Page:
by Mike Rosso
Above the din of motors, drive belts and grinders, Kris Gosar demonstrates the wheat milling process his father designed and built 40 years ago. In the final step of the process, the finely ground, brownish-white, Mountain Mama brand whole wheat flour is bagged and weighed on an aging, mechanical scale, then sealed and stacked atop other bags awaiting delivery to bakeries and stores around the region.
The local foods operation, located on the Gosars’ ranch, southwest of Mosca, Colorado and north of Monte Vista, in the middle of the San Luis Valley, is decidedly low-tech. There are no computers monitoring the motor speeds or coarseness and temperature of the milled flour; this is done with the human senses, employing sight, smell and sound, much like it was done a century ago. “Even when the weather changes, it can change the process a little bit,” said Kris.
The milling equipment appears to have been patched together from random parts found in old barns and factories, and much of it has. But the final product, a whole-grain, organic and natural flour, can produce some of the finest breads you will ever taste. Pair them up with the old-style sausages produced next door by Kris’s son Klay, and you’ve got a tasty San Luis Valley sandwich with roots dating back to old Europe.
Kris Gosar’s great-grandfather Frank came to Jackson Hole, Wyoming from Yugoslavia in 1900, purchased a ranch, and ended up in Rock Springs, operating meat and grocery stores. His grandfather John continued in that business, as did Kris’s dad, Greg Gosar. Greg moved to Arizona and farmed alfalfa, cotton and maize with his wife Suzanne’s family near Phoenix. Greg and Suzanne were some of the original “back to the earth” farmers who were inspired by the American health foods movement of the 1960s. Greg later discovered the San Luis Valley on a road trip in the late ‘60s.
“He loaded everyone up and we moved from the hottest spot in the country to the coldest spot in the country,” remarked Kris.
At first, Greg landed a job managing a farm in Sanford, Colorado, eventually finding the ranch they still occupy, with the goal of raising “clean food,” as Kris describes it. Originally a sheep ranch, the property had an old barn constructed by German POWs during World War II. It was later converted to an alcohol distillation plant and now acts as a workshop and milling facility at the ranch. The family, which included Kris’s brother Chad and sister Quinn, began in earnest to grow organic grains and alfalfa and eventually cattle on the property. While Kris was in junior high school, they started up a small electric stone mill in an old house at the ranch. Soon, the milling operation began to grow, and Greg starting piecing together the parts for a commercial wheat mill.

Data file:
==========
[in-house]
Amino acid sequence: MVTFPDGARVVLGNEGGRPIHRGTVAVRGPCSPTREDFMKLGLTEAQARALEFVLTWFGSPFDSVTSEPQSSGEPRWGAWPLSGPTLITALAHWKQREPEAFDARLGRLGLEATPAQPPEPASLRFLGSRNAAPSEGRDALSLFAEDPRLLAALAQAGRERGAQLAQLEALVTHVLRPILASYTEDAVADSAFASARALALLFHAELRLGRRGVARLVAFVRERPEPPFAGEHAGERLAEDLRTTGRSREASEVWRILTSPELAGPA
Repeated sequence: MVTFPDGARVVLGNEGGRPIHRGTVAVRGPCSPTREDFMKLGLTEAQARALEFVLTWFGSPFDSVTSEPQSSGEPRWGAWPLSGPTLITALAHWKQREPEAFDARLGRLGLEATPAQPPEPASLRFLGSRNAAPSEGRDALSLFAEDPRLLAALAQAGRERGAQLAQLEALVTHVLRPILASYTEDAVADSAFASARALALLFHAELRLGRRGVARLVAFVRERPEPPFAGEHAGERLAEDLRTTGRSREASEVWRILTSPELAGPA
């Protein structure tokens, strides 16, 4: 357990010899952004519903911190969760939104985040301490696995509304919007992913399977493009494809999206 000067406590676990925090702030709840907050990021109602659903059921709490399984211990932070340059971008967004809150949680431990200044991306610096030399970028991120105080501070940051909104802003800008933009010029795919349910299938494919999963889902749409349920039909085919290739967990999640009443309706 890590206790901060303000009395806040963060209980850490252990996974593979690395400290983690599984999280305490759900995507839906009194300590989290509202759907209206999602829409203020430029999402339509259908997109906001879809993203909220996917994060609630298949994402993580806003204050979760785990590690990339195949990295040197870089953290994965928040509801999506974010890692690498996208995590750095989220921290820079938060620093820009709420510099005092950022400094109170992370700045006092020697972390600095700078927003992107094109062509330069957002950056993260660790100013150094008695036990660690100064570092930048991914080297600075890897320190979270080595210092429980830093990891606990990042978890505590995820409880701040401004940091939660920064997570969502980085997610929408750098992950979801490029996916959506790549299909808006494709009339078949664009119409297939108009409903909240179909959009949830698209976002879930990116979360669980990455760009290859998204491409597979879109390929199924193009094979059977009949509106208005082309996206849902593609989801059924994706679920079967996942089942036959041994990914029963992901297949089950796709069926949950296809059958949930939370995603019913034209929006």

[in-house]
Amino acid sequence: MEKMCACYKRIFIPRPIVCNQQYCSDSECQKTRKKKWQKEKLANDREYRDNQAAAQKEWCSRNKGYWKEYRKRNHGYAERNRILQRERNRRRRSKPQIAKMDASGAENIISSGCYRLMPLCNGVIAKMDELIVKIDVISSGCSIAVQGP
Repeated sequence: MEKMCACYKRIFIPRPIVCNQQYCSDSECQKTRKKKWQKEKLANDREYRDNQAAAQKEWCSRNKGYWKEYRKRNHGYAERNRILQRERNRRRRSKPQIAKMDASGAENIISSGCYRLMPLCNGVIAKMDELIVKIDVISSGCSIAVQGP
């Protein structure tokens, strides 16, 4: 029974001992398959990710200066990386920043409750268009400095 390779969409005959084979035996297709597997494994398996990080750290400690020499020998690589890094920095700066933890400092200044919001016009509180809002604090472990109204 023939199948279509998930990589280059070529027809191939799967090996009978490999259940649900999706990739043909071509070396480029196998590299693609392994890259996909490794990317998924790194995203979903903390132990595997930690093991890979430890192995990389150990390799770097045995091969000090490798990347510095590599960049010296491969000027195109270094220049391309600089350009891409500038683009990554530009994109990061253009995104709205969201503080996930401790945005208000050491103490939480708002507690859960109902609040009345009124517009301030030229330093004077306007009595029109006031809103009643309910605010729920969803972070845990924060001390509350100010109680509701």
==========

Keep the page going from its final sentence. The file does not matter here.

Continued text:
“Everything is derived from scrapping out mills in Kansas,” said Kris, who tagged along on many of his father’s salvage trips to find parts. Among the equipment still in use is an oak-built Clipper Cleaner, dating back to the early 1900s, which removes weeds and other debris from the harvest. The Clipper company is still in business and was amazed to discover the Gosars’ were operating one of only two known to be in existence.
After running through the Clipper, the wheat then goes through a stoner, which removes pebbles and rocks from the wheat. It is then augered into the mill, where millstones grind the wheat into flour.
Because they use a stone grinder, rather than a commercial roller mill, the processing temperature remains lower, preventing the burning off of essential oils and nutrients, resulting in a 100 percent whole wheat flour requiring no fortification. The process also employs the use of a hammer mill, which grinds the flour even further. “Everything the wheat starts with, it ends with in our flour,” said Kris.